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-- percent inflation target. we need more time to digest what this -- what is unfolding before our eyes. 175 basis points, increasing the policy rate of the central bank last year and we want to make sure how this tightening works itself out through the banking system and the real sector, including the labor market. , including the so you want to see how the data plays out. all central bankers do. at the moment, would you say you are more on pause or the biases toward the hawkish or dovish side? >> we are more on the hawkish side in that we recognize the risks in the market. we recognize the possibility of oil prices surging again. we are trying to be more cautious about this potential
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risks that could impinge on our ability. have theo make sure we benefit of time and more observation that there is really a trend toward a leveling off of inflation in the next two years. based on our forecasts, inflation is expected at 3.1% in 2019 and 3% for 2020, but we need to validate these numbers. nejra: in that sense, it sounds like perhaps a bias toward easing is not really likely before 2020. well, anything can happen between now and 2020, so it is difficult to paint ourselves into a corner. nejra: fair enough.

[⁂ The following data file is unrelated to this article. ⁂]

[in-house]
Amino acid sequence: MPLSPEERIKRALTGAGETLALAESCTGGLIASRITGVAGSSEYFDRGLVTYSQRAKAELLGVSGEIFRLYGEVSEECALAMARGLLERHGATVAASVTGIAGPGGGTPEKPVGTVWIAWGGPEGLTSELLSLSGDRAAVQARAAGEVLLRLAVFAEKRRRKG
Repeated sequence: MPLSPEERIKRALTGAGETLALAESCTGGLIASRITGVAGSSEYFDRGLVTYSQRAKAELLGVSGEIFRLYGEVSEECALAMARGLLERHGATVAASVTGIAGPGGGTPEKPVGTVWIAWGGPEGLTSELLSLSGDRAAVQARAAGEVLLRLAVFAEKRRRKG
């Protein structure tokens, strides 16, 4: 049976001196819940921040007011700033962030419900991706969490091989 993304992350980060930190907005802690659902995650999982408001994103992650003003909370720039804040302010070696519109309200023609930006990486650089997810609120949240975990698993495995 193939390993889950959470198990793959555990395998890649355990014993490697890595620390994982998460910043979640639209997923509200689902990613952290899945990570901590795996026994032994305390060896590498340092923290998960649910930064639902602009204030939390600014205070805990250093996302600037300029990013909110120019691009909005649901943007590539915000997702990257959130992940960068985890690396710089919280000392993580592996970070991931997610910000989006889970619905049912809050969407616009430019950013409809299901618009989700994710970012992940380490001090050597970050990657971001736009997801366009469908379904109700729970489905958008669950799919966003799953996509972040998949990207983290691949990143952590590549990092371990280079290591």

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some of us are expecting the banko central to trim ratios as early as this year. that would be following up on the two-percentage point cut last year. when is the right time this year in your view to resume that reduction? >> well, there is always time for everything and we are waiting for the right time before we can adjust to a lower level from the present level of 18%. first, we need to see that such a reduction in reserves will not impinge on domestic liquidity -- actually no, we want to make sure that we have a proper level of liquidity in the market so as not to complicate the monetary policy. we want to make sure prices remain stable and inflation remains firmly entrenched in the